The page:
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The Widow Who Persevered Until Justice Was Done

Luke 18:1-8

An excerpt from Jesus and Courageous Women
copyright © 2001 by Elsa Tamez

   Up until this point I, Lydia, have told you actual stories about real women. But I have also heard many parables that Jesus told in which women are the main characters. To me these women are also very real; parables teach by using examples from everyday life.

widow meeting judge on the steps while he speaks to others   This particular parable has to do with the struggle and resistance of a poor woman, a widow. Each time I hear the story of this widow, I find new energy to continue resisting within the context in which I live. Resistance is indispensable for those of us women who aren't satisfied with the life of submission we lead, so filled with obstacles to our fulfillment as human beings. Many of the stories of women I find in the Scriptures are highlighted by resistance and perseverance. When we resist and struggle without fainting against any injustice placed in our way, we begin to attain what we seek.

   Jesus told the parable of the stubborn widow to encourage his followers to persevere in prayer and to struggle against injustice while awaiting the coming of the Kingdom of God.1 This parable concerns the importance of praying without ceasing. Jesus assures his followers that God will do justice in the end.

   The setting of this parable is a city- which city we don't know, but here all the cities are very much alike. Understandably, they differ from the rural areas; there are many attractions and much perversion in the cities. It is well known there are authorities in the cities who are too often corrupt and seek their own interest and expect to be worshiped by the people. Frequently they make alliances with the priests, governors, military chiefs and the rich. But this is nothing new. In the writings of the Prophets we read the critiques of the kings, judges, priests and false prophets of Israel and Judah. This doesn't mean that there aren't any good people-but the corrupt certainly abound! Doesn't it seem that wherever there is money and power there is corruption?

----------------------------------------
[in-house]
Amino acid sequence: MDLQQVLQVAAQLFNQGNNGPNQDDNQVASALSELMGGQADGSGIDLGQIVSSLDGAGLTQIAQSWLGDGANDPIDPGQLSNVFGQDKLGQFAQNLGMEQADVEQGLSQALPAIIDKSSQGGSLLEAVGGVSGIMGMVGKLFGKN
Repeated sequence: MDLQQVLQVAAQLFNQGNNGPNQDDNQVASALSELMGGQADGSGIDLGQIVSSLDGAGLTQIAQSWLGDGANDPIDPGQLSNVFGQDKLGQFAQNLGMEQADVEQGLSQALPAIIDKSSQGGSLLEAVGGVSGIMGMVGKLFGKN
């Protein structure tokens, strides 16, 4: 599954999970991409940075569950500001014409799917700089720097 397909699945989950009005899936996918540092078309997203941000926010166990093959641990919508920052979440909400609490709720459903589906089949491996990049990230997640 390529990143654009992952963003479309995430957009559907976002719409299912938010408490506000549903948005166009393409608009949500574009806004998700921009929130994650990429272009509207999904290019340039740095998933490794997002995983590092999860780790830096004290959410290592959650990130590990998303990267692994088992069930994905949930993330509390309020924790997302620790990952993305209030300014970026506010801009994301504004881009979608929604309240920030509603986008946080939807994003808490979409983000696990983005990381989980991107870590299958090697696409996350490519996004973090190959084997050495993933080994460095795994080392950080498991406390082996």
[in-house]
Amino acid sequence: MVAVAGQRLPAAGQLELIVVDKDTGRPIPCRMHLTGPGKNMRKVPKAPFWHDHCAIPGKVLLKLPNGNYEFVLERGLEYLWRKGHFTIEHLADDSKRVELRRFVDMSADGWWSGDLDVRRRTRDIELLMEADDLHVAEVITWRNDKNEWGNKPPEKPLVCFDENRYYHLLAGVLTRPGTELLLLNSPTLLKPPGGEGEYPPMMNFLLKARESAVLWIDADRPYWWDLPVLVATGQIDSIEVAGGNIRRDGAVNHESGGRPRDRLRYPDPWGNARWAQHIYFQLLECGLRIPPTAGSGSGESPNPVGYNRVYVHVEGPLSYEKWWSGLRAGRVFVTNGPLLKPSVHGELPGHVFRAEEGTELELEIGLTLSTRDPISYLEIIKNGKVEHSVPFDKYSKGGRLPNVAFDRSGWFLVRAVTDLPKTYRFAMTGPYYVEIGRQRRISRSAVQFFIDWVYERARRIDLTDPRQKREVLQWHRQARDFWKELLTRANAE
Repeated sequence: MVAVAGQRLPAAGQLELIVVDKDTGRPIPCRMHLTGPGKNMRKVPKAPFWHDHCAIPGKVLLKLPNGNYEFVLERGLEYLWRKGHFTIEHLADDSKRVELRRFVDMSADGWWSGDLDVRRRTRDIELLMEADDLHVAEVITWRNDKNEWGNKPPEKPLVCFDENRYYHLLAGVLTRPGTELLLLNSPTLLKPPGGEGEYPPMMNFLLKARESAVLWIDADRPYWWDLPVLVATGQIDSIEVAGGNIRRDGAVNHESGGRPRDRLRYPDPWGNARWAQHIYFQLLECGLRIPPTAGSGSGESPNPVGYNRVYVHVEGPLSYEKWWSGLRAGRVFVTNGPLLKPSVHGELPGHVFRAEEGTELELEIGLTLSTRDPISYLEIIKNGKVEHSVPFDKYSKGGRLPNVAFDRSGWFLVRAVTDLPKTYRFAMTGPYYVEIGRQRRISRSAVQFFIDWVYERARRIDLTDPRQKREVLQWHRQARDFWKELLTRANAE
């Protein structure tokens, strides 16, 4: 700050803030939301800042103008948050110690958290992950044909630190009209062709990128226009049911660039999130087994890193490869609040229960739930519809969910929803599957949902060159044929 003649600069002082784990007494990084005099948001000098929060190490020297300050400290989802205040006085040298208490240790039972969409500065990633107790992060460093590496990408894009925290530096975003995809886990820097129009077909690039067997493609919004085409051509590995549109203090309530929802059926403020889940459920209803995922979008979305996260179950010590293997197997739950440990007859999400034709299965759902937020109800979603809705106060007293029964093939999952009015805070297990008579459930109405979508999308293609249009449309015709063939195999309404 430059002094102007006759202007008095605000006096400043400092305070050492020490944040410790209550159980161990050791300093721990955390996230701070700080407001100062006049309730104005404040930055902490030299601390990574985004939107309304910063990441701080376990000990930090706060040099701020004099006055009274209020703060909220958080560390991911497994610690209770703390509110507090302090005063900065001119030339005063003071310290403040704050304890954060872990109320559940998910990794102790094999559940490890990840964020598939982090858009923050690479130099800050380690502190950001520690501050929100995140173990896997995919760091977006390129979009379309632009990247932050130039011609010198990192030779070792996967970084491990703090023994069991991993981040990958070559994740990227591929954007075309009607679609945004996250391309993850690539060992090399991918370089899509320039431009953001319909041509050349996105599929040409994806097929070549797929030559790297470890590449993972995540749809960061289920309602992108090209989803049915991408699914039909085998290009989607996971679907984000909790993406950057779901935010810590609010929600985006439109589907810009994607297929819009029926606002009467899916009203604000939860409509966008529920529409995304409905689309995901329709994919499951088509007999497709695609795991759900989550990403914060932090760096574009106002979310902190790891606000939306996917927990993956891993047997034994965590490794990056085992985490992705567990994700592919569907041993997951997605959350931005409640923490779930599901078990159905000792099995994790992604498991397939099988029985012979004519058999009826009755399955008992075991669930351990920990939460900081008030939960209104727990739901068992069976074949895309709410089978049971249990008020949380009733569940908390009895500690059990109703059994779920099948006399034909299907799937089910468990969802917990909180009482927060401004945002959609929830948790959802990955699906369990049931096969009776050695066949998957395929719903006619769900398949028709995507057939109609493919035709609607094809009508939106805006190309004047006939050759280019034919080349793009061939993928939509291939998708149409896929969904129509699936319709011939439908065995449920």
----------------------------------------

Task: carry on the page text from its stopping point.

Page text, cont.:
judge sitting on throne looking down on kneeling woman    This parable specifies that the judge was a bad character who did not fear God or respect human beings. I believe such judges are found everywhere. The insistence in the Scriptures on doing justice for the widow and orphan is due to the fact that generally, for those living in poverty, there was no justice. It was preferable to listen to those who had power, prestige and money2 than to those who sought justice. In the parable, we hear twice that this judge respected no one, not even God (Lk. 18: 2, 4). Respect for God and human beings is part of a whole way of living: to respect our neighbor is to respect God and, by the same token, to oppress the weak is an offense to God. This is what the Scriptures teach (Prov. 14:31).3


widow following  judge and arguing her case    Also in that city, continues the parable, lived a widow who presented herself constantly before the judge, asking him to grant her justice. In this story we have two people living in the same city who are opposites on every level. But that is the way it is. Cities are full of contrasts; many people live at the expense of others.4 The injustice here is structural. I can see that, because as a merchant of purple cloth I relate to all kinds of people here in the city. I know that we women must be very astute in order to avoid having others take advantage of us.

   The judge represented someone who was the complete opposite of the widow. She was poor, a woman, and a widow; in other words she was vulnerable and defenseless. She had a legal case pending against someone who had wronged her. She reminds me of thousands of women today in our Greek and Roman cities, and also of our ancestors. The widow, the orphan and the foreigner are the most unprotected persons in our culture; they are frequently overlooked and their rights are denied. That is why we find that the statutes in their favor are repeated frequently in the Scriptures. For example, there is one that says: "you shall not wrong or oppress the resident alien, for you were aliens in the land of Egypt. You shall not abuse any widow or orphan" (Ex. 22: 21-22).